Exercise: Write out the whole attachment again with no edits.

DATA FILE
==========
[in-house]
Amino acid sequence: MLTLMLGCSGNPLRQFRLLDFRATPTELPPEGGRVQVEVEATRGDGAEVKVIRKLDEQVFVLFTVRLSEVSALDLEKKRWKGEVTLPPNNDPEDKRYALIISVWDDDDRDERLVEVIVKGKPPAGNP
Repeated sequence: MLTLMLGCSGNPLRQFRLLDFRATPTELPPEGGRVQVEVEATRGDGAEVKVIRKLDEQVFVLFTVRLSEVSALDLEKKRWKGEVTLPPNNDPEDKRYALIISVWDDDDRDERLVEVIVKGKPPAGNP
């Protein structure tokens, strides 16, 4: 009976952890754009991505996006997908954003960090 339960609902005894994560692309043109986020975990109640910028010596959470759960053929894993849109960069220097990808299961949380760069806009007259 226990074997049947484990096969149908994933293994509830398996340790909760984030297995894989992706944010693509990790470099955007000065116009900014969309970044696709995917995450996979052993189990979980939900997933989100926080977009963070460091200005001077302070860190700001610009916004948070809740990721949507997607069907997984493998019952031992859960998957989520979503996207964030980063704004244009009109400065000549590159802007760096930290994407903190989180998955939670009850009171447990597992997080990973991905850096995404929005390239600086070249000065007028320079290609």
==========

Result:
[in-house]
Amino acid sequence: MLTLMLGCSGNPLRQFRLLDFRATPTELPPEGGRVQVEVEATRGDGAEVKVIRKLDEQVFVLFTVRLSEVSALDLEKKRWKGEVTLPPNNDPEDKRYALIISVWDDDDRDERLVEVIVKGKPPAGNP
Repeated sequence: MLTLMLGCSGNPLRQFRLLDFRATPTELPPEGGRVQVEVEATRGDGAEVKVIRKLDEQVFVLFTVRLSEVSALDLEKKRWKGEVTLPPNNDPEDKRYALIISVWDDDDRDERLVEVIVKGKPPAGNP
């Protein structure tokens, strides 16, 4: 009976952890754009991505996006997908954003960090 339960609902005894994560692309043109986020975990109640910028010596959470759960053929894993849109960069220097990808299961949380760069806009007259 226990074997049947484990096969149908994933293994509830398996340790909760984030297995894989992706944010693509990790470099955007000065116009900014969309970044696709995917995450996979052993189990979980939900997933989100926080977009963070460091200005001077302070860190700001610009916004948070809740990721949507997607069907997984493998019952031992859960998957989520979503996207964030980063704004244009009109400065000549590159802007760096930290994407903190989180998955939670009850009171447990597992997080990973991905850096995404929005390239600086070249000065007028320079290609």